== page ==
(this post is part of a series cataloging every performance at the Fillmore East)
Although the iconoclastic Mothers of Invention are rightly remembered as an underground Los Angeles band, in fact they had spent the fall of 1967 based in New York City, with residencies in Greenwich Village at the Café Au Go Go and Garrick Theater. Their revue at the Garrick was called Absolutely Free. Out of town visitors from, say, Piscataway, New Jersey were surprised not only to discover that show was not, in fact, free, but that the opening number consisted of surprisingly ugly men with beards, wearing dresses, doing a Supremes medley as a prelude to crazy avant-garde music.
The Mothers lineup for this show would have been FZ, Don Preston (organ), Ian Underwood (keyboards, reeds), Bunk Gardner (reeds), Motorhead Sherwood (baritone sax), Roy Estrada (bass, vocals), Jimmy Carl Black (Indian of the group, drums) and Artie Tripp (drums, percussion). Ray Collins (sometime lead vocalist) had an ambiguous status and may or may not have appeared. Sandy Hurvitz (later known as Essra Mohawk) may have appeared as vocalist, as she often sang at New York appearances.
The Mothers were confusing to follow since Zappa’s complicated sonic productions had little to do with his stage band at any given time. The current Mothers of Invention album would have been the immortal We're Only In It For The Money (Verve February 68). Albums such as Cruising With Ruben and The Jets and Uncle Meat had largely been recorded, but they would be released until later in the year.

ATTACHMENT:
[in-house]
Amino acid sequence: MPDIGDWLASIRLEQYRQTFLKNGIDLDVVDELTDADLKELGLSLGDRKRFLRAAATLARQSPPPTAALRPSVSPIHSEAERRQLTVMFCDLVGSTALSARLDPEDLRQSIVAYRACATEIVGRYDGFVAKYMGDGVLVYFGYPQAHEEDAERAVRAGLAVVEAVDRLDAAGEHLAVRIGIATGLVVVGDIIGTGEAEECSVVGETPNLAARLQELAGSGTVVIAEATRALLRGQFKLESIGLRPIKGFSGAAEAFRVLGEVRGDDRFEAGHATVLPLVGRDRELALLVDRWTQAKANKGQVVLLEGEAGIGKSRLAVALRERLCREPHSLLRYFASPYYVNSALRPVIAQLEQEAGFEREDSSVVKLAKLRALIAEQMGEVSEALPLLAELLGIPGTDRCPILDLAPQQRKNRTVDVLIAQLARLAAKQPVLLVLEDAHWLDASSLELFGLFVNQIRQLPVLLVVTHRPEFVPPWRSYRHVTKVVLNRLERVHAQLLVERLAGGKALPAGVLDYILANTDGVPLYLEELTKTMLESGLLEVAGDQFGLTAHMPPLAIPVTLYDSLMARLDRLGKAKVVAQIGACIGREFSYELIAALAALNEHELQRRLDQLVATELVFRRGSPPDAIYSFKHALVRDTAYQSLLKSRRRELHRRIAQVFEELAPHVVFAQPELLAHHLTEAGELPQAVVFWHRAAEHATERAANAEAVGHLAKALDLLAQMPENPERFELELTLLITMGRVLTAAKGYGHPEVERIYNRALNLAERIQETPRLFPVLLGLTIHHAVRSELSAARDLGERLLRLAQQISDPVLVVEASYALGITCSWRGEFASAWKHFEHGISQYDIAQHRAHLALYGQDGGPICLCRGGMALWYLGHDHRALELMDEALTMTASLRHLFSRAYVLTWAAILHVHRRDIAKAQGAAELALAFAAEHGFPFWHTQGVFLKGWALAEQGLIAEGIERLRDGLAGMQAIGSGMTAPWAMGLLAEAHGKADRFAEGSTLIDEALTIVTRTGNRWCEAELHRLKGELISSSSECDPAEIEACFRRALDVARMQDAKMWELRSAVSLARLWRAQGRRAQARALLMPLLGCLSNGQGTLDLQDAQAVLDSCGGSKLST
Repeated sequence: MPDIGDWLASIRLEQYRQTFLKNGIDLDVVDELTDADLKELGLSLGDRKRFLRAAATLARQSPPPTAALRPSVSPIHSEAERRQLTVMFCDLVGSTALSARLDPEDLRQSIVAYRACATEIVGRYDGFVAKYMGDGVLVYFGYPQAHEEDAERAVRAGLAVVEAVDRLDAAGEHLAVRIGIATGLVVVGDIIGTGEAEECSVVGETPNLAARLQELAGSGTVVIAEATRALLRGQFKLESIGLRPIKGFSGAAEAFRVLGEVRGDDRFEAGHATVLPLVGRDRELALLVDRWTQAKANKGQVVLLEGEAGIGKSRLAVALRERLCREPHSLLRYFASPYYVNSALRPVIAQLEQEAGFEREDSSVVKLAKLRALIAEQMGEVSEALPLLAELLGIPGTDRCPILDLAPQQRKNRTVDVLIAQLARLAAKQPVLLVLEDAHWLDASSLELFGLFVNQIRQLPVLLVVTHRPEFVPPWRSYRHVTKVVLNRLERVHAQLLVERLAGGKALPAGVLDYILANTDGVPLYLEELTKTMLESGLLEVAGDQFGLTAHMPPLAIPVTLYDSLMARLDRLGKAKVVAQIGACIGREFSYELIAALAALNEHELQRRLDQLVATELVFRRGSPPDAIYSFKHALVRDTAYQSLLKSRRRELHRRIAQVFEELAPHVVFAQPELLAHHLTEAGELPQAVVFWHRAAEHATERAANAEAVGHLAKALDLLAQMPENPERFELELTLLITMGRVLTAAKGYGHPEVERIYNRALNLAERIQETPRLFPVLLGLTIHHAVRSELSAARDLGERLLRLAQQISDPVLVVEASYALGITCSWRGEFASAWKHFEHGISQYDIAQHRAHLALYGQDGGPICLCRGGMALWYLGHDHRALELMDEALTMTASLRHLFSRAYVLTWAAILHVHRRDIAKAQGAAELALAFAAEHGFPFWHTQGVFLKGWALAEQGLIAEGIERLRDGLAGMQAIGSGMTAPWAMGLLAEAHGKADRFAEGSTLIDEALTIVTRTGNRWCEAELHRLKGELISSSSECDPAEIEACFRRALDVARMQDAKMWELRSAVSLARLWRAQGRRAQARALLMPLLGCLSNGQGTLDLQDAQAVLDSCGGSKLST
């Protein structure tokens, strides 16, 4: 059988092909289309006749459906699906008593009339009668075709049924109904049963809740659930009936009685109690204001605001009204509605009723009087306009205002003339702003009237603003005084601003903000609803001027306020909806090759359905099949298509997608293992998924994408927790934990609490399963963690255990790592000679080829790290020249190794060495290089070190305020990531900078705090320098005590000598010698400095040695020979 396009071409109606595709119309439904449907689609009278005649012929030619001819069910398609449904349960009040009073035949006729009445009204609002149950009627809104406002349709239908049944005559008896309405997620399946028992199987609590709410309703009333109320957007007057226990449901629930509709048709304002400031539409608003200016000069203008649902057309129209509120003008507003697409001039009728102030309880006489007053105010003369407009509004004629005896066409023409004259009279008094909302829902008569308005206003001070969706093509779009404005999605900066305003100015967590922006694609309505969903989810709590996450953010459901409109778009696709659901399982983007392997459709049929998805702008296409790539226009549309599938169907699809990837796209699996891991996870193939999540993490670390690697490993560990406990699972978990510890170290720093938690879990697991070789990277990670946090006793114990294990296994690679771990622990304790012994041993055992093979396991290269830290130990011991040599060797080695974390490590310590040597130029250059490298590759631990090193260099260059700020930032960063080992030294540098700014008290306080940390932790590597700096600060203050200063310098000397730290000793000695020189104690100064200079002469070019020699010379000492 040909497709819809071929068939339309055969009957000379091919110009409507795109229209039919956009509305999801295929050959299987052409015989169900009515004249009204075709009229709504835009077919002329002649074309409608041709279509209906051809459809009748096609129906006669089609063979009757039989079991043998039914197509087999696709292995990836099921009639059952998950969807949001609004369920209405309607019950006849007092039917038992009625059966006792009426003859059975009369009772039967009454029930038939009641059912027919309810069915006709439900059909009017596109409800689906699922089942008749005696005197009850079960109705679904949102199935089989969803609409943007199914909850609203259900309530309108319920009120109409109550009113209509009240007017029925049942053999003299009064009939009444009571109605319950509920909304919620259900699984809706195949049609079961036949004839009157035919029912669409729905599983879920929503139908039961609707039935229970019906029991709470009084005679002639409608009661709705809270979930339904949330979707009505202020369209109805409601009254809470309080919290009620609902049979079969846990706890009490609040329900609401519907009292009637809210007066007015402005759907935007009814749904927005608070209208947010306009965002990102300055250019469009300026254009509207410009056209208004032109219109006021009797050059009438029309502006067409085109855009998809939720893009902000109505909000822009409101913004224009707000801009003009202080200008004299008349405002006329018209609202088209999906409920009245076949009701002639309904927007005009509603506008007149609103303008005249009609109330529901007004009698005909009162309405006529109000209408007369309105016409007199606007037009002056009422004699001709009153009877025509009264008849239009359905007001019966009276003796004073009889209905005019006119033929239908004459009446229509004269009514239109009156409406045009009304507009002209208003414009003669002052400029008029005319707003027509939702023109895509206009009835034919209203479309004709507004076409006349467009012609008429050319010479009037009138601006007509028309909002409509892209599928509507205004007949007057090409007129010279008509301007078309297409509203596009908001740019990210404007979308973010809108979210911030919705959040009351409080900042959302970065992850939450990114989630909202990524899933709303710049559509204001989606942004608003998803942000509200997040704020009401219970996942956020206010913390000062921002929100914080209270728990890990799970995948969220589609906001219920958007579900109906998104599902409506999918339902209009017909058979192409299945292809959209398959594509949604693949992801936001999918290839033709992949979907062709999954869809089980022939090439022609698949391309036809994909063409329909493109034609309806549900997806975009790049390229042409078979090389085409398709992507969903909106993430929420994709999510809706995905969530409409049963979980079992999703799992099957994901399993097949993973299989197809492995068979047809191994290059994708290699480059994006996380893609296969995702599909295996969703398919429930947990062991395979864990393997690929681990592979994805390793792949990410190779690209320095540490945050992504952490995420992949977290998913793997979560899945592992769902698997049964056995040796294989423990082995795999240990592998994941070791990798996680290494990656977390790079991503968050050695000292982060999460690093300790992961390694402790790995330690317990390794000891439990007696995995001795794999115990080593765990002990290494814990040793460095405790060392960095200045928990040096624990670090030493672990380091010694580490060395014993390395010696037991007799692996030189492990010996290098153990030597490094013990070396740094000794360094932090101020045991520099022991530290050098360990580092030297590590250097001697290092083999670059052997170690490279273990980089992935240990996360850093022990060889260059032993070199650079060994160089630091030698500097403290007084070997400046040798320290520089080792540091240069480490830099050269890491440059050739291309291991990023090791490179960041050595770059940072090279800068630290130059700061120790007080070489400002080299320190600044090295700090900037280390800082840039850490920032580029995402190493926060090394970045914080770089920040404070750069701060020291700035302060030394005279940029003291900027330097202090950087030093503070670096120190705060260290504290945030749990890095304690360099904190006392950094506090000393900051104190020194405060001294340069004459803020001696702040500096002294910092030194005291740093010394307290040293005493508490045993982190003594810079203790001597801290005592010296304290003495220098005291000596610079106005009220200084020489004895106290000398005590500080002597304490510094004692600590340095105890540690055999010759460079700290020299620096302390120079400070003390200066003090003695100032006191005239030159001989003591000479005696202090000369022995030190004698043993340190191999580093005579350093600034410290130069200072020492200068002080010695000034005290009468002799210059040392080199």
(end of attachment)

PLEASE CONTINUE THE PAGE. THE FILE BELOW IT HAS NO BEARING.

Harmonica master James Cotton had replaced Little Walter in Muddy Water’s band in the late 1950s, and now led his own group, probably featuring Luther Tucker on guitar (Matt ‘Guitar’ Murphy, later in The Blues Brothers movie, subsequently replaced Tucker), Albert Gianquinto on piano (who later wrote some songs for Santana), and Francis Clay on drums. Cotton was already a regular at the San Francisco Fillmore. His mixture of blues classics and bluesy version of R&B hits (like "Turn On Your Lovelight") always went over well.
Some live material recorded in Montreal in 1967, released many years later, gives a good idea of Cotton's sound at the time. To fans at the Fillmore East his current album was probably Cotton In Your Ears (Verve 1967). He did release a 1968 album on Verve, Pure Cotton, but I do not know the exact release date.
Next: April 26-27, 1968: Traffic/Blue Cheer/Iron Butterfly